Last post on Jul 29, 2013 at 4:35 AM
You are in the Hyundai Sonata
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Hyundai Sonata, Brakes, Sedan
#288 of 313 Back brakes again, again, again................
Sep 30, 2011 (12:36 pm)
I'm an owner of a 2007 sonata and from day one my back brakes have been a big dissapointment. When I first heard the high pitched noise at 15,000 miles to took my car into the dealiership they said that nothing was wrong and it was in my head. I let them know what I thought. I don't know how many times I have change my back brakes but I still have not change the front ones yet. I still have 30% let on the front ones. If you own a sonata BEAWARE I just change my back brakes two weeks ago and yesterday a grind could be heard from them again I inspected them only to found my driver side inside pad was completely worn off. And the outside pad was dust which happens at very high temps. Look at my brakes my drum must of keep on pushing and worn out the brake pads. I'm shock to see how many others have had the same issues only for the dearliership's to say not our fault.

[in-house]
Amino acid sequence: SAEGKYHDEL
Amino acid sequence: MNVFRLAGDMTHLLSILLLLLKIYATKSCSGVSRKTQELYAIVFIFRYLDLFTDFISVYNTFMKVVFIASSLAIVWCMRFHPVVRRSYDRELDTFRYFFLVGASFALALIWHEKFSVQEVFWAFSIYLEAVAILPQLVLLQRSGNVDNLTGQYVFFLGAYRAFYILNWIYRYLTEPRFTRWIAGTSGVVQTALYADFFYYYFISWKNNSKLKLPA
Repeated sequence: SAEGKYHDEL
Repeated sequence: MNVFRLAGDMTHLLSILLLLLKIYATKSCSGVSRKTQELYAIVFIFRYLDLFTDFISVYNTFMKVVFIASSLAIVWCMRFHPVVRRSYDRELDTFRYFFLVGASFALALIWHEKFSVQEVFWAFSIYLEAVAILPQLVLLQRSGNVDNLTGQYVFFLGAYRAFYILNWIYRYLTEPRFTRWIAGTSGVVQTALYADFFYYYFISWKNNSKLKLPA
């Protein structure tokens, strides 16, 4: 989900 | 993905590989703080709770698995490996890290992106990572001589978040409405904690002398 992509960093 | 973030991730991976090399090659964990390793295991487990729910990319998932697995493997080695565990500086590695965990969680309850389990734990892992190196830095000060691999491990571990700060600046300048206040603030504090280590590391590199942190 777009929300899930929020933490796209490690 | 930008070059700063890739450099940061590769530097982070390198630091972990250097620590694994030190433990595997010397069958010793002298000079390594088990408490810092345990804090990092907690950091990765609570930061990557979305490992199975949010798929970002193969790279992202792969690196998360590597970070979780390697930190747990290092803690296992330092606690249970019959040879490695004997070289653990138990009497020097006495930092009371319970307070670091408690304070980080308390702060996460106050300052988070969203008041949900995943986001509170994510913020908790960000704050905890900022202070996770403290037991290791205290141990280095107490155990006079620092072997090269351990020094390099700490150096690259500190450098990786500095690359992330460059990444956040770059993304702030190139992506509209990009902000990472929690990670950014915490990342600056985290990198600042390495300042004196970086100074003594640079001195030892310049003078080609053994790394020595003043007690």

Here is the easy solution I'm buying another car and you can bet it will not be a Hyundai
#289 of 313 Bad Brake
Oct 05, 2011 (11:33 am)
My mother's 2009 Sonata needs rear pads at 25,000. The dealership gave me the same mumbo-jumbo about rust, etc. and tried to tell me that mileage was the norm for rear brakes. You have to be a real theif to be a service writer. They quoted me $290 for the rear pad job and said it wouldn't need any rotor grinding as i had caught it in time. I was getting the same grinding sound with turning the wheel to the left as I drove and also at start up I would get the same. I took it to my regular mechanic and they quoted me $220. My Mom is pretty conservative and bought the Sonata because of the warranty. She thought she could keep this car longer with the long warranty. She now wants to dump this car as soon as possible after reading the previous posts.
#290 of 313 Re: Bad Brake [luigi6]
Oct 05, 2011 (11:44 am)
Wow. If you can do your own brakes, the rear pads are a cinch to change, and they're cheap. The job only takes me an hour and $50, and that's probably rounding up. And 25k miles sounds right, I think. FYI, I get a grinding-while-turning noise in my 07 Sonata every once in a while. This is from the pads getting hung up in the slides. If the dealer "fixes" it, they just take everything apart and clean it all really well, so I now do this myself. Easily the hardest part of a brake job on my Sonata is removal of the front rotors, which I still have not attempted (there's a bolt is a real tight spot).
#291 of 313 Re: Back brakes again, again, again................ [kennybgcc]
Oct 05, 2011 (4:40 pm)